FAQ: Manager’s and Supervisor’s Responsibilities

Note: This page has been archived and is no longer in use. For the most up-to-date COVID-19 FAQs, please consult the new Defence Team COVID-19 FAQs web page.

As a manager/supervisor, what are my responsibilities in the context of COVID-19?

Managers/supervisors are responsible at all times, both by policy and by law, to provide their staff with a healthy and safe work environment. In the context of COVID-19, managers/supervisors must remain informed of orders, directions and guidance issued by the Public Health Agency of Canada, Health Canada and from their own organizations. They also have the duty to inform their staff of these orders, directions and guidance.

Managers can obtain advice from their Departmental Occupational Health and Safety Coordinator regarding health and safety processes and procedures but, at a minimum, must familiarize themselves with their responsibilities in dealing with a staff members' right to refuse dangerous work, and/or health and safety complaint. These processes are set out in the Canada Labour Code and are explained on the Employment and Social Development Canada webpage on occupational health and safety.

It is critical managers are equipped with the tools required for them to support their employees both from a well-being perspective as well as from a performance management perspective. It is equally important managers ensure consistent contact and communication with employees to keep them appraised on the ongoing evolution and changing landscape as business resumption occurs.

Managers can also consult the Manager's Handbook Canada Labour Code Part II, developed to assist them in interpreting and implementing the requirements of Part II of the Canada Labour Code.

Some of my employees are uncomfortable returning to the workplace. Can they stay at home?

We recognize that there will be stress and anxiety related to returning to the workplace. The return will be gradual and done respecting appropriate Public Health Measures (PHMs). As Defence Team members return to the physical workplace, there will be a need for all managers to discuss with their employees their preferences for remote work and/or return to the workplace, map employee availability against operational requirements, and determine the feasibility from an infrastructure and occupational health and safety perspective.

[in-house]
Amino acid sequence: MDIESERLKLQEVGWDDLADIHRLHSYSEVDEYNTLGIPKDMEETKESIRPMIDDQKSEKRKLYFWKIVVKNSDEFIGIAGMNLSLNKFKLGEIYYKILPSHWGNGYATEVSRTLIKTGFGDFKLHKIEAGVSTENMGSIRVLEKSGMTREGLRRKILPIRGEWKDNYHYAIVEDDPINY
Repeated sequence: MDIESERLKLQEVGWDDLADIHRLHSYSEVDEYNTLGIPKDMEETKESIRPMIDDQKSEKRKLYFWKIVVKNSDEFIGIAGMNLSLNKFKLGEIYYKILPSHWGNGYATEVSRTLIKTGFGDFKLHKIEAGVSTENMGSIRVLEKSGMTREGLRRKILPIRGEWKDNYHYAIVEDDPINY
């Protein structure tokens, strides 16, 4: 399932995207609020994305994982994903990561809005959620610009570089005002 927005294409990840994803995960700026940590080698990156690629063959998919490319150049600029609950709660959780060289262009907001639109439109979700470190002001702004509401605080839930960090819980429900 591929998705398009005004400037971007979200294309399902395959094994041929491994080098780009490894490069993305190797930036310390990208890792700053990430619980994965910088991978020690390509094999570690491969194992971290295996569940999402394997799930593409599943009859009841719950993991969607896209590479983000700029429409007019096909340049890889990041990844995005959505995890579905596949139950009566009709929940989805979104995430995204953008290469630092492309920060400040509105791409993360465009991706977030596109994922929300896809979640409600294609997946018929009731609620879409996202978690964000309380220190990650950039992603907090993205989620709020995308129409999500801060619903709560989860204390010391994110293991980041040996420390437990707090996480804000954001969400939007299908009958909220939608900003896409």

While the pandemic has shown that much can be done through remote work, many tasks cannot be accomplished this way. Factors to consider when deliberating about the feasibility of remote work should include local PHMs, operational requirements of in-person presence, infrastructure changes, dependent care responsibilities, vaccination status, and mental health. You are encouraged to have a thorough discussion with your team concerning returning to the workplace to determine the best work arrangements that balance the needs of personnel with operational requirements.

Someone I manage doesn’t want to come to work but they perform a critical service. What can I do?

For employees who are fearful to physically report to work but provide a critical service, it is our advice that they be provided with any and all information to demonstrate that we have taken measures to protect their health and safety. Engagement with the Local Occupational Health and Safety committee is recommended. Should they still not want to report, they will need to exercise their right to refuse work under the Canada Labour Code. Contact your General Safety Officer, General Safety (D Safe G, VCDS) or P-OTG.GenSafetyProgEnq@intern.mil.ca. If the employee has a specific vulnerability (i.e. elderly age category based on GC COVID-19 guidelines, compromised immune system, etc.), they could make a written, signed statement to that affect, and commit to providing a medical certificate to substantiate at a future date.

I have a vulnerable employee who wants to come back to the workplace. Do I need to ask for a medical certificate?

This is not necessary. Ensure the employee is making an informed decision by sharing the steps you’ve taken to protect their health (PHM, PPE). Encourage open conversation to ensure the employee does not feel obligated to risk their health or that of a family member. Each employee can make their own personal decision. It is our job to ensure they have the information needed to make an informed one.

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